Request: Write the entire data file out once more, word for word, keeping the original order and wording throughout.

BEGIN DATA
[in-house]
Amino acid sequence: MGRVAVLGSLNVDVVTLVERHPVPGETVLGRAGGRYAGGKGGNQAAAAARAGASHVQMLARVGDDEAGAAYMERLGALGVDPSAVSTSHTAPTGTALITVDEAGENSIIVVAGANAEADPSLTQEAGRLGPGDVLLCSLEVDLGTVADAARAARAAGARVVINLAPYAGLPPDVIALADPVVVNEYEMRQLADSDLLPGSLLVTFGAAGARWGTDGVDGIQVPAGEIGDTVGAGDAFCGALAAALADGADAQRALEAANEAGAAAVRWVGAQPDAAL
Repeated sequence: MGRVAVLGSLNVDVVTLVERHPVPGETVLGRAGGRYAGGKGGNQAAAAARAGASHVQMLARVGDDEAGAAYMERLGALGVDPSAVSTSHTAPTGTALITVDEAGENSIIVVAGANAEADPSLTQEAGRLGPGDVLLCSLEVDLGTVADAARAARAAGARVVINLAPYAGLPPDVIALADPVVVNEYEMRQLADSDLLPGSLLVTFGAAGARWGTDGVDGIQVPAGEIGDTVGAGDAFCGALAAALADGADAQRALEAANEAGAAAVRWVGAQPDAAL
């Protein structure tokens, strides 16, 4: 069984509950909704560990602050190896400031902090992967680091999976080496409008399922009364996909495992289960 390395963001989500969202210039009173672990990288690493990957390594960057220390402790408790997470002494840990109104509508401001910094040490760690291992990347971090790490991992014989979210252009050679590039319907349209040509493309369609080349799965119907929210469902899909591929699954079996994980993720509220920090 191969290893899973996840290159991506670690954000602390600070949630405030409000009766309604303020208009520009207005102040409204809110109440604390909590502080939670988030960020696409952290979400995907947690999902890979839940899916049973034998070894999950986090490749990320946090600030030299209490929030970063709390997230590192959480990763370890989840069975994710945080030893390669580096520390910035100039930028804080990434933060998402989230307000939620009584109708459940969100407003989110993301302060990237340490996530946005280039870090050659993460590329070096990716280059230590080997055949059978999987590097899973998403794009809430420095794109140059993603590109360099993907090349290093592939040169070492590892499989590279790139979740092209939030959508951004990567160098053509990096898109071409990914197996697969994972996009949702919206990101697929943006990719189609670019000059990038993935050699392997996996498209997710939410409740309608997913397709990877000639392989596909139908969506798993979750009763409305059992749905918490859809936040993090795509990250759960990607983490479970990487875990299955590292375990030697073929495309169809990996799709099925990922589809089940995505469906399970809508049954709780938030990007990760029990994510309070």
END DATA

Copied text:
[in-house]
Amino acid sequence: MGRVAVLGSLNVDVVTLVERHPVPGETVLGRAGGRYAGGKGGNQAAAAARAGASHVQMLARVGDDEAGAAYMERLGALGVDPSAVSTSHTAPTGTALITVDEAGENSIIVVAGANAEADPSLTQEAGRLGPGDVLLCSLEVDLGTVADAARAARAAGARVVINLAPYAGLPPDVIALADPVVVNEYEMRQLADSDLLPGSLLVTFGAAGARWGTDGVDGIQVPAGEIGDTVGAGDAFCGALAAALADGADAQRALEAANEAGAAAVRWVGAQPDAAL
Repeated sequence: MGRVAVLGSLNVDVVTLVERHPVPGETVLGRAGGRYAGGKGGNQAAAAARAGASHVQMLARVGDDEAGAAYMERLGALGVDPSAVSTSHTAPTGTALITVDEAGENSIIVVAGANAEADPSLTQEAGRLGPGDVLLCSLEVDLGTVADAARAARAAGARVVINLAPYAGLPPDVIALADPVVVNEYEMRQLADSDLLPGSLLVTFGAAGARWGTDGVDGIQVPAGEIGDTVGAGDAFCGALAAALADGADAQRALEAANEAGAAAVRWVGAQPDAAL
């Protein structure tokens, strides 16, 4: 069984509950909704560990602050190896400031902090992967680091999976080496409008399922009364996909495992289960 390395963001989500969202210039009173672990990288690493990957390594960057220390402790408790997470002494840990109104509508401001910094040490760690291992990347971090790490991992014989979210252009050679590039319907349209040509493309369609080349799965119907929210469902899909591929699954079996994980993720509220920090 191969290893899973996840290159991506670690954000602390600070949630405030409000009766309604303020208009520009207005102040409204809110109440604390909590502080939670988030960020696409952290979400995907947690999902890979839940899916049973034998070894999950986090490749990320946090600030030299209490929030970063709390997230590192959480990763370890989840069975994710945080030893390669580096520390910035100039930028804080990434933060998402989230307000939620009584109708459940969100407003989110993301302060990237340490996530946005280039870090050659993460590329070096990716280059230590080997055949059978999987590097899973998403794009809430420095794109140059993603590109360099993907090349290093592939040169070492590892499989590279790139979740092209939030959508951004990567160098053509990096898109071409990914197996697969994972996009949702919206990101697929943006990719189609670019000059990038993935050699392997996996498209997710939410409740309608997913397709990877000639392989596909139908969506798993979750009763409305059992749905918490859809936040993090795509990250759960990607983490479970990487875990299955590292375990030697073929495309169809990996799709099925990922589809089940995505469906399970809508049954709780938030990007990760029990994510309070």